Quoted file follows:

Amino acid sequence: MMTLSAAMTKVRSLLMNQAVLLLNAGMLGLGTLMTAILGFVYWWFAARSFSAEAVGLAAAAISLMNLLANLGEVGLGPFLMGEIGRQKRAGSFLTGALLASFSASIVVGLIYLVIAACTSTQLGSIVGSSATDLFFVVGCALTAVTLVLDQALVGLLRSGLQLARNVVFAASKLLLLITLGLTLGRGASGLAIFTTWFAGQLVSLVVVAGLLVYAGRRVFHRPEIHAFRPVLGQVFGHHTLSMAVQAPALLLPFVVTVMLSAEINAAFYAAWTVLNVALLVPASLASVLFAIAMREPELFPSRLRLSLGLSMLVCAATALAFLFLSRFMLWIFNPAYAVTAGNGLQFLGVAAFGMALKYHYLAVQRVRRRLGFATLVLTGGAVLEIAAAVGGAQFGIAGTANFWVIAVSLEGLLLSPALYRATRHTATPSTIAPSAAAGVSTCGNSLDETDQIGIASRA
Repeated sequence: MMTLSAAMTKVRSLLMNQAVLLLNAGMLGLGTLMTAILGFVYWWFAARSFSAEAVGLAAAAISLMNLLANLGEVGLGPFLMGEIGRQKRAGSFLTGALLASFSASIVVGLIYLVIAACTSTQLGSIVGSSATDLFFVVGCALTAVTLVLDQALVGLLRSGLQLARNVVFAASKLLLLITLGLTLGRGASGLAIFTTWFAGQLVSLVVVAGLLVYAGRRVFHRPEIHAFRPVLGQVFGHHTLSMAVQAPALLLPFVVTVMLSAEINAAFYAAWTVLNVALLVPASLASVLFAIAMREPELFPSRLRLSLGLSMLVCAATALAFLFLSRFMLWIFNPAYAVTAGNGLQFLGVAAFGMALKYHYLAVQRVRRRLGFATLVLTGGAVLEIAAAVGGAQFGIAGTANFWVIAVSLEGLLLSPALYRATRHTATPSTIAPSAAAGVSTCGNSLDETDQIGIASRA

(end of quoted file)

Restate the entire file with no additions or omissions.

Amino acid sequence: MMTLSAAMTKVRSLLMNQAVLLLNAGMLGLGTLMTAILGFVYWWFAARSFSAEAVGLAAAAISLMNLLANLGEVGLGPFLMGEIGRQKRAGSFLTGALLASFSASIVVGLIYLVIAACTSTQLGSIVGSSATDLFFVVGCALTAVTLVLDQALVGLLRSGLQLARNVVFAASKLLLLITLGLTLGRGASGLAIFTTWFAGQLVSLVVVAGLLVYAGRRVFHRPEIHAFRPVLGQVFGHHTLSMAVQAPALLLPFVVTVMLSAEINAAFYAAWTVLNVALLVPASLASVLFAIAMREPELFPSRLRLSLGLSMLVCAATALAFLFLSRFMLWIFNPAYAVTAGNGLQFLGVAAFGMALKYHYLAVQRVRRRLGFATLVLTGGAVLEIAAAVGGAQFGIAGTANFWVIAVSLEGLLLSPALYRATRHTATPSTIAPSAAAGVSTCGNSLDETDQIGIASRA
Repeated sequence: MMTLSAAMTKVRSLLMNQAVLLLNAGMLGLGTLMTAILGFVYWWFAARSFSAEAVGLAAAAISLMNLLANLGEVGLGPFLMGEIGRQKRAGSFLTGALLASFSASIVVGLIYLVIAACTSTQLGSIVGSSATDLFFVVGCALTAVTLVLDQALVGLLRSGLQLARNVVFAASKLLLLITLGLTLGRGASGLAIFTTWFAGQLVSLVVVAGLLVYAGRRVFHRPEIHAFRPVLGQVFGHHTLSMAVQAPALLLPFVVTVMLSAEINAAFYAAWTVLNVALLVPASLASVLFAIAMREPELFPSRLRLSLGLSMLVCAATALAFLFLSRFMLWIFNPAYAVTAGNGLQFLGVAAFGMALKYHYLAVQRVRRRLGFATLVLTGGAVLEIAAAVGGAQFGIAGTANFWVIAVSLEGLLLSPALYRATRHTATPSTIAPSAAAGVSTCGNSLDETDQIGIASRA